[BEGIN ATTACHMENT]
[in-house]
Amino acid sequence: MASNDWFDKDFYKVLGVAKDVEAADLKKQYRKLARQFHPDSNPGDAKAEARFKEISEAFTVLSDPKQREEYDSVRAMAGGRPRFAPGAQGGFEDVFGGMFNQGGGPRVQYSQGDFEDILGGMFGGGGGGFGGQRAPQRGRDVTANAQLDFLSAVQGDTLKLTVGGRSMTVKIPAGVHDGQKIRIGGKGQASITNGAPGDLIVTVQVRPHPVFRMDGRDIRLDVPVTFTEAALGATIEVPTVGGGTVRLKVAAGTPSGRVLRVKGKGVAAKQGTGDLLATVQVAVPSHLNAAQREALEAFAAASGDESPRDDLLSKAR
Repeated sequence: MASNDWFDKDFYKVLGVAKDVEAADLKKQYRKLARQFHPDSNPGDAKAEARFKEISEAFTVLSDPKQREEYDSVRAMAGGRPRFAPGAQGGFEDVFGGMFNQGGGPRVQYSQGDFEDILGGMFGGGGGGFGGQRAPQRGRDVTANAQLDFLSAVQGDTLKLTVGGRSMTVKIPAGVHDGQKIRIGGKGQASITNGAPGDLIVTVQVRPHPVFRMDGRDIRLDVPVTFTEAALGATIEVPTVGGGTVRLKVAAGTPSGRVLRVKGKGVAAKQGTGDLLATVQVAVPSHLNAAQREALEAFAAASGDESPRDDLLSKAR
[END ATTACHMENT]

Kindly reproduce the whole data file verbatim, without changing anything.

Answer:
[in-house]
Amino acid sequence: MASNDWFDKDFYKVLGVAKDVEAADLKKQYRKLARQFHPDSNPGDAKAEARFKEISEAFTVLSDPKQREEYDSVRAMAGGRPRFAPGAQGGFEDVFGGMFNQGGGPRVQYSQGDFEDILGGMFGGGGGGFGGQRAPQRGRDVTANAQLDFLSAVQGDTLKLTVGGRSMTVKIPAGVHDGQKIRIGGKGQASITNGAPGDLIVTVQVRPHPVFRMDGRDIRLDVPVTFTEAALGATIEVPTVGGGTVRLKVAAGTPSGRVLRVKGKGVAAKQGTGDLLATVQVAVPSHLNAAQREALEAFAAASGDESPRDDLLSKAR
Repeated sequence: MASNDWFDKDFYKVLGVAKDVEAADLKKQYRKLARQFHPDSNPGDAKAEARFKEISEAFTVLSDPKQREEYDSVRAMAGGRPRFAPGAQGGFEDVFGGMFNQGGGPRVQYSQGDFEDILGGMFGGGGGGFGGQRAPQRGRDVTANAQLDFLSAVQGDTLKLTVGGRSMTVKIPAGVHDGQKIRIGGKGQASITNGAPGDLIVTVQVRPHPVFRMDGRDIRLDVPVTFTEAALGATIEVPTVGGGTVRLKVAAGTPSGRVLRVKGKGVAAKQGTGDLLATVQVAVPSHLNAAQREALEAFAAASGDESPRDDLLSKAR